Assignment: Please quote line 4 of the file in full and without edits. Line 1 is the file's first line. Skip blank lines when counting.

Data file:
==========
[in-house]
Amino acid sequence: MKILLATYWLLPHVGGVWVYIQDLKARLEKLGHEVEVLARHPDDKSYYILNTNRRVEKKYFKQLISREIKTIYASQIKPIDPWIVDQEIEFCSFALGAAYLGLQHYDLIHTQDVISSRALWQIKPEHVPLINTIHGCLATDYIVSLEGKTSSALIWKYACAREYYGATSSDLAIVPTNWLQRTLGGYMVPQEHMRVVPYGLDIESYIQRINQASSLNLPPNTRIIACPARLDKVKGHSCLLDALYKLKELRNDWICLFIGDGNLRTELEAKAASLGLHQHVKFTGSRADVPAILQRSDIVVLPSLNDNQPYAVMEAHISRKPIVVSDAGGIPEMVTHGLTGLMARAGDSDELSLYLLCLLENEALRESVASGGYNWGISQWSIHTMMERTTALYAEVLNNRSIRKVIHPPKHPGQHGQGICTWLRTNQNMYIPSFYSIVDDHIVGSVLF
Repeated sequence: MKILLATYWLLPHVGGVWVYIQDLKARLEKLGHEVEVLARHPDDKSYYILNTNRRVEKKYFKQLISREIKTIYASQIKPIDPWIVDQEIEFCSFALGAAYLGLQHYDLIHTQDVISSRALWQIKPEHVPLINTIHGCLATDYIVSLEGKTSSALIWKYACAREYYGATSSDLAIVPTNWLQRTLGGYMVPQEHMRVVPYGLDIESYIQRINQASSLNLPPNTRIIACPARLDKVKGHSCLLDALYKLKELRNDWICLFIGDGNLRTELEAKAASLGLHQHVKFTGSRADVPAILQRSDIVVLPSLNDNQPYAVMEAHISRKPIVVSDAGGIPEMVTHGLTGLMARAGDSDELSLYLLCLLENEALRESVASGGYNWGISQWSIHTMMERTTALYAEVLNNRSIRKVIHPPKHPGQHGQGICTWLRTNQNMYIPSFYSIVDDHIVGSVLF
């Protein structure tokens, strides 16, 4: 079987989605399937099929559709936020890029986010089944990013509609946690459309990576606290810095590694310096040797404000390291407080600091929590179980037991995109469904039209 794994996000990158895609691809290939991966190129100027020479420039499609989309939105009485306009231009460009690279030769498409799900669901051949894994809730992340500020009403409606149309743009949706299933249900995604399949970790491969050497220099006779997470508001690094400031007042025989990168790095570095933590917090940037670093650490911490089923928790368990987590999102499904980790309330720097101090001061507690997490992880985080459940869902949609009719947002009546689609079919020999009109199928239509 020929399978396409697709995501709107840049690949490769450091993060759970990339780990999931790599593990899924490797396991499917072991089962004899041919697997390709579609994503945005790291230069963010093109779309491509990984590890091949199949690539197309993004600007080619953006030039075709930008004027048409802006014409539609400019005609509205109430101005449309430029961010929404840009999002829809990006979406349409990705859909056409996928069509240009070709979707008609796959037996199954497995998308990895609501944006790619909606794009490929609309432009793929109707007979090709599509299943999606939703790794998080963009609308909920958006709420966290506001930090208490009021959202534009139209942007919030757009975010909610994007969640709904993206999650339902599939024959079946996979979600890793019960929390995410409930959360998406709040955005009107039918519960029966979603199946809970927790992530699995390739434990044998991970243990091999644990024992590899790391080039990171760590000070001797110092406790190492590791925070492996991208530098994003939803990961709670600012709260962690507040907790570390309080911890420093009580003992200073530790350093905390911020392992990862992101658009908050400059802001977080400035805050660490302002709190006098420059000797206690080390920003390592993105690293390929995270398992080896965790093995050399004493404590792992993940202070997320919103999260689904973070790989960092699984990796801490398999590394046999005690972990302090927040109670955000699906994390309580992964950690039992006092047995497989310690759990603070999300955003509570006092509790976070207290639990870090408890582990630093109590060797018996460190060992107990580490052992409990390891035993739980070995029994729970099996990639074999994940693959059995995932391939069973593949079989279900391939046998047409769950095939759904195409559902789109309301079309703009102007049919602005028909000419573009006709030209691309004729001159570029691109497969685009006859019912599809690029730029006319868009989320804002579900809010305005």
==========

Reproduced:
């Protein structure tokens, strides 16, 4: 079987989605399937099929559709936020890029986010089944990013509609946690459309990576606290810095590694310096040797404000390291407080600091929590179980037991995109469904039209 794994996000990158895609691809290939991966190129100027020479420039499609989309939105009485306009231009460009690279030769498409799900669901051949894994809730992340500020009403409606149309743009949706299933249900995604399949970790491969050497220099006779997470508001690094400031007042025989990168790095570095933590917090940037670093650490911490089923928790368990987590999102499904980790309330720097101090001061507690997490992880985080459940869902949609009719947002009546689609079919020999009109199928239509 020929399978396409697709995501709107840049690949490769450091993060759970990339780990999931790599593990899924490797396991499917072991089962004899041919697997390709579609994503945005790291230069963010093109779309491509990984590890091949199949690539197309993004600007080619953006030039075709930008004027048409802006014409539609400019005609509205109430101005449309430029961010929404840009999002829809990006979406349409990705859909056409996928069509240009070709979707008609796959037996199954497995998308990895609501944006790619909606794009490929609309432009793929109707007979090709599509299943999606939703790794998080963009609308909920958006709420966290506001930090208490009021959202534009139209942007919030757009975010909610994007969640709904993206999650339902599939024959079946996979979600890793019960929390995410409930959360998406709040955005009107039918519960029966979603199946809970927790992530699995390739434990044998991970243990091999644990024992590899790391080039990171760590000070001797110092406790190492590791925070492996991208530098994003939803990961709670600012709260962690507040907790570390309080911890420093009580003992200073530790350093905390911020392992990862992101658009908050400059802001977080400035805050660490302002709190006098420059000797206690080390920003390592993105690293390929995270398992080896965790093995050399004493404590792992993940202070997320919103999260689904973070790989960092699984990796801490398999590394046999005690972990302090927040109670955000699906994390309580992964950690039992006092047995497989310690759990603070999300955003509570006092509790976070207290639990870090408890582990630093109590060797018996460190060992107990580490052992409990390891035993739980070995029994729970099996990639074999994940693959059995995932391939069973593949079989279900391939046998047409769950095939759904195409559902789109309301079309703009102007049919602005028909000419573009006709030209691309004729001159570029691109497969685009006859019912599809690029730029006319868009989320804002579900809010305005």